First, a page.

Introduced by Jeanne Heal.
I'd like you to meet...: Edith Picton-Turbervill, O.B.E.
Mervyn Levy gives the fourth lesson on painting in oils.
Geoffrey Grigson describes a walk through the Honddu Valley in Monmouthshire, and illustrates his talk with photographs of scenery through which he has passed.
Ernestina Perea sings Mexican folk songs.
Guest (I'd like you to meet...):
Item presenter (Painting):
Item presenter (Country Walk):
For the very young.
Maria Bird brings Andy to play with your small children and invites them to join in songs and games.
Audrey Atterbury and Molly Gibson pull the strings
Gladys Whitred sings the songs
Narrator/script, music and settings:
A true story of the fifteenth century in four episodes, by Phyllis Bentley.
Song composed by:
Lady Clifford, his mother:
Margery, his nurse:
Roger, Clifford's retainer:
John Lord Clifford, Henry's father:
Prior of Bolton Abbey:
Thomas, steward of Skipton castle:
Old Angram, a shepherd:
Will Angram, his son:
Old Lord Clifford:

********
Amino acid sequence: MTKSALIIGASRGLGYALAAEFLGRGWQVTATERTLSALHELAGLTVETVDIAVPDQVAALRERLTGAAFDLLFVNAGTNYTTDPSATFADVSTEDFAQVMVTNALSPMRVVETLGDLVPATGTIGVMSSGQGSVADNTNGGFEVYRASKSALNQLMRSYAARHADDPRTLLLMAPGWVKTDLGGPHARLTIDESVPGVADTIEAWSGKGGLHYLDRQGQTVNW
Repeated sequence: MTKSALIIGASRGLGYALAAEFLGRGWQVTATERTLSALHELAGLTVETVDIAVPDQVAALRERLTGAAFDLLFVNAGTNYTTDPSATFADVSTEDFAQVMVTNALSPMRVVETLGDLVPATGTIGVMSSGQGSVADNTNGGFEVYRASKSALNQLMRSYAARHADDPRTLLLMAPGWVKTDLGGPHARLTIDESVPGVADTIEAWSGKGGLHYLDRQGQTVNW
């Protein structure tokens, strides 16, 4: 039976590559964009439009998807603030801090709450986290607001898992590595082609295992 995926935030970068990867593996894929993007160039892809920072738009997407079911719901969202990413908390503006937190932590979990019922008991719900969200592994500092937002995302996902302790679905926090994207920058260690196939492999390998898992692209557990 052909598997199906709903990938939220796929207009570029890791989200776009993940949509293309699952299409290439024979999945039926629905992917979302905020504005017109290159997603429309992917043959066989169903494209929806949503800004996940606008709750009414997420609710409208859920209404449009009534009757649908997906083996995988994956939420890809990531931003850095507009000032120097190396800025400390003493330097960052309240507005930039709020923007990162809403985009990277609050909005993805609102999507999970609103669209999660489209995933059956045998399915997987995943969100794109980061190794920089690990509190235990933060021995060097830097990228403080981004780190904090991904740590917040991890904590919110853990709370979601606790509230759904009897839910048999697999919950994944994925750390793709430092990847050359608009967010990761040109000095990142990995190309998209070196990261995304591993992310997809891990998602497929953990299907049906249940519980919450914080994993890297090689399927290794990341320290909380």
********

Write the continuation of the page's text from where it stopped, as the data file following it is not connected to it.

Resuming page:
Edward, Duke of York:
Earl of Rutland, his younger brother:
First Yorkist soldier:
Second Yorkist soldier:
The Boy Scouts Association presents Boy Scout
A musical pageant play by Ralph Reader.
A visit to the Royal Albert Hall, London, to see a part of this annual pageant in which Boy Scouts from London and the Home Counties are taking part.
Presented for television by:
from the Nuffield Centre.
Before an audience of H.M. Forces.
Introduced by Benny Hill.
Including The Sims Marionettes, Arthur Gerrard, Lim Lee
Guest artist, Robert Moreton
Music directed by:
A series of documentary programmes dealing with the work of Juvenile Courts, Magistrates' Courts and the Assizes, by Duncan Ross.
Introduced by Claud Mullins.
In tonight's programme, the second in the present series, viewers see a typical London Magistrate's Court in action and learn of the varied and complex human problems confronting the magistrate in the course of an average day.
The magistrate must first decide whether 'beyond all reasonable doubt the prosecution has proved its case. If it has, or if the accused has pleaded guilty'. he must then determine what form of sentence will best serve the interests of both individual and community.